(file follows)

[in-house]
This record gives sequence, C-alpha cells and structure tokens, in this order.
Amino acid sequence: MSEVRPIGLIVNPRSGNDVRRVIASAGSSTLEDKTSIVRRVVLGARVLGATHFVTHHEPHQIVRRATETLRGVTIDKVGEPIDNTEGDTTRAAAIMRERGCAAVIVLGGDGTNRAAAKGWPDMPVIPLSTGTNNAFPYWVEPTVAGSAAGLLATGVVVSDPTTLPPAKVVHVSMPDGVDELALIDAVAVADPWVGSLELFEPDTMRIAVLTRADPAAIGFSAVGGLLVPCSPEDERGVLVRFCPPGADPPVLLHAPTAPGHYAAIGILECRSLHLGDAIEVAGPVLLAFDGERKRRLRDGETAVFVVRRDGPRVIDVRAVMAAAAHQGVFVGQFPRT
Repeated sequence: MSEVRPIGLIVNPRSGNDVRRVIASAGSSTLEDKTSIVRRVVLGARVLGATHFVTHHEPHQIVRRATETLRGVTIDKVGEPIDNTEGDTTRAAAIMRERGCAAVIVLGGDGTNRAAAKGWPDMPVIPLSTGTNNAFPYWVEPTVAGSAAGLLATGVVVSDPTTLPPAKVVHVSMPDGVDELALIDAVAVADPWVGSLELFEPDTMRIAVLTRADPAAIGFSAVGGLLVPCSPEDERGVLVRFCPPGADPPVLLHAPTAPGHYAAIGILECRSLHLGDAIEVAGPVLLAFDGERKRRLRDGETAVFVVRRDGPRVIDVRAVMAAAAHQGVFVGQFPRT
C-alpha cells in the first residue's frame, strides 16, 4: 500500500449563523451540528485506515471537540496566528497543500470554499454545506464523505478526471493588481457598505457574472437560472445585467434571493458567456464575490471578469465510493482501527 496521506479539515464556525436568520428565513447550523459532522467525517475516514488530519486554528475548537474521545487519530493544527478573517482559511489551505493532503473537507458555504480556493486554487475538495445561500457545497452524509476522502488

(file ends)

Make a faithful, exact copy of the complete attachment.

[in-house]
This record gives sequence, C-alpha cells and structure tokens, in this order.
Amino acid sequence: MSEVRPIGLIVNPRSGNDVRRVIASAGSSTLEDKTSIVRRVVLGARVLGATHFVTHHEPHQIVRRATETLRGVTIDKVGEPIDNTEGDTTRAAAIMRERGCAAVIVLGGDGTNRAAAKGWPDMPVIPLSTGTNNAFPYWVEPTVAGSAAGLLATGVVVSDPTTLPPAKVVHVSMPDGVDELALIDAVAVADPWVGSLELFEPDTMRIAVLTRADPAAIGFSAVGGLLVPCSPEDERGVLVRFCPPGADPPVLLHAPTAPGHYAAIGILECRSLHLGDAIEVAGPVLLAFDGERKRRLRDGETAVFVVRRDGPRVIDVRAVMAAAAHQGVFVGQFPRT
Repeated sequence: MSEVRPIGLIVNPRSGNDVRRVIASAGSSTLEDKTSIVRRVVLGARVLGATHFVTHHEPHQIVRRATETLRGVTIDKVGEPIDNTEGDTTRAAAIMRERGCAAVIVLGGDGTNRAAAKGWPDMPVIPLSTGTNNAFPYWVEPTVAGSAAGLLATGVVVSDPTTLPPAKVVHVSMPDGVDELALIDAVAVADPWVGSLELFEPDTMRIAVLTRADPAAIGFSAVGGLLVPCSPEDERGVLVRFCPPGADPPVLLHAPTAPGHYAAIGILECRSLHLGDAIEVAGPVLLAFDGERKRRLRDGETAVFVVRRDGPRVIDVRAVMAAAAHQGVFVGQFPRT
C-alpha cells in the first residue's frame, strides 16, 4: 500500500449563523451540528485506515471537540496566528497543500470554499454545506464523505478526471493588481457598505457574472437560472445585467434571493458567456464575490471578469465510493482501527 496521506479539515464556525436568520428565513447550523459532522467525517475516514488530519486554528475548537474521545487519530493544527478573517482559511489551505493532503473537507458555504480556493486554487475538495445561500457545497452524509476522502488